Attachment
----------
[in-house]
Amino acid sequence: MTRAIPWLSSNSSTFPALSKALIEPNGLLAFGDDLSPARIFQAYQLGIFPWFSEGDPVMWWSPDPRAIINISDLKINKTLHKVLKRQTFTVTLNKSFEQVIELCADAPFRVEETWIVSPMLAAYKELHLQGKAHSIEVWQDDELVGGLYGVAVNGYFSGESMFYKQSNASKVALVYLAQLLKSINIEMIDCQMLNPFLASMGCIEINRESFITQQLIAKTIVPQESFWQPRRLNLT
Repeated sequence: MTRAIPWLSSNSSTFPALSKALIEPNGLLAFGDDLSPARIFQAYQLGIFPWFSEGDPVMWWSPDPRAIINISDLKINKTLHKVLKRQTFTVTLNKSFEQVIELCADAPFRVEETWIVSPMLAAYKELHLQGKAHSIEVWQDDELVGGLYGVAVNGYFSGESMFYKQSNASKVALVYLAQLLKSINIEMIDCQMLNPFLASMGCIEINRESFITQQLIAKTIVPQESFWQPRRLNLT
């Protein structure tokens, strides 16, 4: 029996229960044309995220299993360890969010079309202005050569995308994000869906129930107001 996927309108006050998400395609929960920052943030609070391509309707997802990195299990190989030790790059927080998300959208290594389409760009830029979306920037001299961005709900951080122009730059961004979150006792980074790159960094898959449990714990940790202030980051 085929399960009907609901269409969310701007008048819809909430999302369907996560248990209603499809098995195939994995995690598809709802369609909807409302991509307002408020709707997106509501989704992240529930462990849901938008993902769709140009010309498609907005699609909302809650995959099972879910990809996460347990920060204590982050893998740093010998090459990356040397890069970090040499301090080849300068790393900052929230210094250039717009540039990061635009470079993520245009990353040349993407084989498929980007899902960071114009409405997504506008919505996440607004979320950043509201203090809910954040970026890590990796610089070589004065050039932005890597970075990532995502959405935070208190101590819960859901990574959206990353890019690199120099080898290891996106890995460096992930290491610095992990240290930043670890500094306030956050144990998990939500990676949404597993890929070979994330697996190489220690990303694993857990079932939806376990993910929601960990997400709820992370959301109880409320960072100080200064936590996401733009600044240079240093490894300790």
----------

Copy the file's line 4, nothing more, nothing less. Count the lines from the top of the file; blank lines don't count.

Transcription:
């Protein structure tokens, strides 16, 4: 029996229960044309995220299993360890969010079309202005050569995308994000869906129930107001 996927309108006050998400395609929960920052943030609070391509309707997802990195299990190989030790790059927080998300959208290594389409760009830029979306920037001299961005709900951080122009730059961004979150006792980074790159960094898959449990714990940790202030980051 085929399960009907609901269409969310701007008048819809909430999302369907996560248990209603499809098995195939994995995690598809709802369609909807409302991509307002408020709707997106509501989704992240529930462990849901938008993902769709140009010309498609907005699609909302809650995959099972879910990809996460347990920060204590982050893998740093010998090459990356040397890069970090040499301090080849300068790393900052929230210094250039717009540039990061635009470079993520245009990353040349993407084989498929980007899902960071114009409405997504506008919505996440607004979320950043509201203090809910954040970026890590990796610089070589004065050039932005890597970075990532995502959405935070208190101590819960859901990574959206990353890019690199120099080898290891996106890995460096992930290491610095992990240290930043670890500094306030956050144990998990939500990676949404597993890929070979994330697996190489220690990303694993857990079932939806376990993910929601960990997400709820992370959301109880409320960072100080200064936590996401733009600044240079240093490894300790």